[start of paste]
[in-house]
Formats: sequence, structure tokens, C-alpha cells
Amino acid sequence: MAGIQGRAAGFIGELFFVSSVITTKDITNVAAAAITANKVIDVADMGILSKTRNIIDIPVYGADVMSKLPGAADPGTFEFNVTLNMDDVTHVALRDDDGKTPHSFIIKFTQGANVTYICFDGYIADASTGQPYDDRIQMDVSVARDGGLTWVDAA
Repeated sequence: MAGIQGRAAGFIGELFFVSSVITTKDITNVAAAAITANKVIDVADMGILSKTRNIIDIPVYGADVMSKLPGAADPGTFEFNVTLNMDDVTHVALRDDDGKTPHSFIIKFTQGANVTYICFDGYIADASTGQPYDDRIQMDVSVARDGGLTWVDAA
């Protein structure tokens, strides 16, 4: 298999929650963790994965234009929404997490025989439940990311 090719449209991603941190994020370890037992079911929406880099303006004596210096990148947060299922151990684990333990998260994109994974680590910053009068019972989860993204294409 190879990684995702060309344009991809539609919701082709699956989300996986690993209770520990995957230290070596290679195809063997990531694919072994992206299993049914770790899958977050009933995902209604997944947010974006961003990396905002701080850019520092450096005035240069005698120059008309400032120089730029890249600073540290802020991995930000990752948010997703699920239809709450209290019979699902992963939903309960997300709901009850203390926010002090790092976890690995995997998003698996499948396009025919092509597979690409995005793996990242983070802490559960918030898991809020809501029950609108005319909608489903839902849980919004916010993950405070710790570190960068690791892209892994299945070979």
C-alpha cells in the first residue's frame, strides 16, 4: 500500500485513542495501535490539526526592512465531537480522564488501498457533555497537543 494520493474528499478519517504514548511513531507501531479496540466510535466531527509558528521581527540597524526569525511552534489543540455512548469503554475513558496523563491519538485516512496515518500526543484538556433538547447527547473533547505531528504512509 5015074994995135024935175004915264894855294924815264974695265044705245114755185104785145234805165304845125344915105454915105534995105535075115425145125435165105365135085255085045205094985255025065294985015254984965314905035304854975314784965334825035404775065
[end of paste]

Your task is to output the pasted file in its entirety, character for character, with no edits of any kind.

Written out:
[in-house]
Formats: sequence, structure tokens, C-alpha cells
Amino acid sequence: MAGIQGRAAGFIGELFFVSSVITTKDITNVAAAAITANKVIDVADMGILSKTRNIIDIPVYGADVMSKLPGAADPGTFEFNVTLNMDDVTHVALRDDDGKTPHSFIIKFTQGANVTYICFDGYIADASTGQPYDDRIQMDVSVARDGGLTWVDAA
Repeated sequence: MAGIQGRAAGFIGELFFVSSVITTKDITNVAAAAITANKVIDVADMGILSKTRNIIDIPVYGADVMSKLPGAADPGTFEFNVTLNMDDVTHVALRDDDGKTPHSFIIKFTQGANVTYICFDGYIADASTGQPYDDRIQMDVSVARDGGLTWVDAA
């Protein structure tokens, strides 16, 4: 298999929650963790994965234009929404997490025989439940990311 090719449209991603941190994020370890037992079911929406880099303006004596210096990148947060299922151990684990333990998260994109994974680590910053009068019972989860993204294409 190879990684995702060309344009991809539609919701082709699956989300996986690993209770520990995957230290070596290679195809063997990531694919072994992206299993049914770790899958977050009933995902209604997944947010974006961003990396905002701080850019520092450096005035240069005698120059008309400032120089730029890249600073540290802020991995930000990752948010997703699920239809709450209290019979699902992963939903309960997300709901009850203390926010002090790092976890690995995997998003698996499948396009025919092509597979690409995005793996990242983070802490559960918030898991809020809501029950609108005319909608489903839902849980919004916010993950405070710790570190960068690791892209892994299945070979």
C-alpha cells in the first residue's frame, strides 16, 4: 500500500485513542495501535490539526526592512465531537480522564488501498457533555497537543 494520493474528499478519517504514548511513531507501531479496540466510535466531527509558528521581527540597524526569525511552534489543540455512548469503554475513558496523563491519538485516512496515518500526543484538556433538547447527547473533547505531528504512509 5015074994995135024935175004915264894855294924815264974695265044705245114755185104785145234805165304845125344915105454915105534995105535075115425145125435165105365135085255085045205094985255025065294985015254984965314905035304854975314784965334825035404775065